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  • Writer's pictureHolly Daniels

Vegan & GF Vanilla Fudge

I don't know about you, but I used to LOVE fudge. I don't know if it's the texture or just the sugar hit - maybe both, but I could eat it every day!

So, just before we went away for a few days, I decided to make my very own fudge. Now, this recipe isn't your standard - as it had to be dairy free. I made a small batch, and took it away with us, and it was so nice to have a little piece of homemade fudge now and then, whilst we were away.

It also went down very well with Mr Bakery Den - so much so, I've decided to share the recipe with all of you!

Now, for this recipe, you'll need a sugar thermometer. If you don't have one already, you can pick them up fairly cheaply from a supermarket, or Amazon. But it's well worth the effort, because once you've made it, you'll end up with a glorious batch of delicious vanilla fudge, just like the one below.

This recipe is quite versatile. I used golden caster sugar for this batch of fudge, but you can also use light brown sugar, if you want a slightly deeper sweet flavour.

Also, if you're feeling more adventurous, you don't have to stick to a vanilla flavour. It's so easy to add different flavours - why not try salted caramel, or mint chocolate. You can add nuts and other treats in to the fudge too, if you want to make it a bit more fun.


  • 450g Golden caster sugar

  • 250g Vegan cream (I used Oatly creamy oat)

  • 150ml Unsweetened oat or soya milk

  • 50g Vegan margarine (I used Pure)

  • 1 tbsp Glucose syrup

  • 1 tbsp Vanilla bean paste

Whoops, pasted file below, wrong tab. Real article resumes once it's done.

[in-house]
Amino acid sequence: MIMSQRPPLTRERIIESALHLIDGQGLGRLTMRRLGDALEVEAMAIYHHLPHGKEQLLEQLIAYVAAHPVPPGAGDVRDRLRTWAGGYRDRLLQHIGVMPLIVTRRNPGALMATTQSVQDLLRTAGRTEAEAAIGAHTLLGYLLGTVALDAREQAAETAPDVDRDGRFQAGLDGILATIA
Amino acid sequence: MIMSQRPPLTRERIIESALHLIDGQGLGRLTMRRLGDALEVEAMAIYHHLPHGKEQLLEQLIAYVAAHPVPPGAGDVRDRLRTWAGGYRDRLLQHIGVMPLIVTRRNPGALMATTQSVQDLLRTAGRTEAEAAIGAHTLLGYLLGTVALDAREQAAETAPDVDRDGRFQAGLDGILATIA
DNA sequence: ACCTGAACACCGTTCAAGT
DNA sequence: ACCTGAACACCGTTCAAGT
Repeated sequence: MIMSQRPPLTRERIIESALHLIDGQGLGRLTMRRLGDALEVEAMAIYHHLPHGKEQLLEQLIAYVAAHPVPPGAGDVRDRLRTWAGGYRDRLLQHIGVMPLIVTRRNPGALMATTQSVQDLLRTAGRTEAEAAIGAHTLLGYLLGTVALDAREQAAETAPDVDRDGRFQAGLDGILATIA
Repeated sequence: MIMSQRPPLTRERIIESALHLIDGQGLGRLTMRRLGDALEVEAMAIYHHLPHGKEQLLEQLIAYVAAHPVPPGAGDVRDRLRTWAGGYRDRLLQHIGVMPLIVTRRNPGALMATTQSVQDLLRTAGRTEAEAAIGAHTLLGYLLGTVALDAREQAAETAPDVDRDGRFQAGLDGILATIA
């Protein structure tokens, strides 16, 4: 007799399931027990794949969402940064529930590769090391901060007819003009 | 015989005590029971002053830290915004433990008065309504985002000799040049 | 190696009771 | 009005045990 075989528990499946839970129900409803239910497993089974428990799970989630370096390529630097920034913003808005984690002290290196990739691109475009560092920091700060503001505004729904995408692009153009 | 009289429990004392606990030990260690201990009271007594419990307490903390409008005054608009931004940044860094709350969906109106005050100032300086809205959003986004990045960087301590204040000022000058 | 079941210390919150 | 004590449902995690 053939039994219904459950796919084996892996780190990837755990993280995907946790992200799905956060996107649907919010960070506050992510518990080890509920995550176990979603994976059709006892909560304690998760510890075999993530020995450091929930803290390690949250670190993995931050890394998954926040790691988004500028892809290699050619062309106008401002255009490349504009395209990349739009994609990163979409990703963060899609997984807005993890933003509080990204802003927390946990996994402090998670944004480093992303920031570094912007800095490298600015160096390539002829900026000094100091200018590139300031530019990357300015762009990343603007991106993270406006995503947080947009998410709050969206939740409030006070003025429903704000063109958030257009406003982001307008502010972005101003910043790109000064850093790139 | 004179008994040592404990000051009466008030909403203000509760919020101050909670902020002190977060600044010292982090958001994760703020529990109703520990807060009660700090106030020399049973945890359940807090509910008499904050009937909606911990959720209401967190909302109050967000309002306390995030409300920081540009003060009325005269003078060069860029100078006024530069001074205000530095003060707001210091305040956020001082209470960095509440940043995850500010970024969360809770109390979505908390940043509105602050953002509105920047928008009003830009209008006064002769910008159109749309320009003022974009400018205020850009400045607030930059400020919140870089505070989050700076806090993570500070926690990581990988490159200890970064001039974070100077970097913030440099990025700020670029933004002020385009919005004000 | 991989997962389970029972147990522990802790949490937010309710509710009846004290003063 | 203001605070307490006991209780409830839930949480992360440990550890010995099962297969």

1. Line a 16 x 16cm baking tin with greaseproof paper.

2. Tip the sugar, oat cream, milk, margarine and glucose syrup in to a large, heavy based saucepan.

3. Heat gently to dissolve the sugar and melt the margarine, stirring occasionally.

Once all the sugar is dissolved, place the sugar thermometer in the pan, so that the bottom is submerged in the syrup. (I used a digital thermometer, which also worked very well).

4. Increase the heat to a steady boil, and make sure the syrup is continually bubbling (also known as a rolling boil), as this will ensure the temperature rises steadily. Stir occasionally, so that the mixture doesn't catch on the base of the saucepan.

5. Continue to monitor the rising temperature, until the mixture reaches 116ºC (this can take anywhere between 10-30 minutes, depending on how steadily your rolling boil increases in temperature). When it reaches this temperature, this is known as the soft ball stage.

6. Remove the saucepan from the heat and leave to sit, without stirring until the temperature then drops to 110ºC. At this point, stir in the vanilla paste & a good pinch of salt.

7. If you're using a sugar thermometer, leave it in the saucepan, or, if you're like me and using a digital thermometer, keep monitoring the temperature. Begin to beat the mixture vigorously with a wooden spoon. Continue to do this until the temperature drops to 60ºC. It should at this stage have lost any shine and be quite thick.

8. Remove the thermometer and continue beating for a further two minutes. This will create the all important sugar crystals, giving the fudge a smooth, creamy texture.

9. At this point, pour the fudge into your prepared tin and smooth over the surface.

Leave to cool at room temperature overnight. And then eat (or s!

Holly @ TBD x

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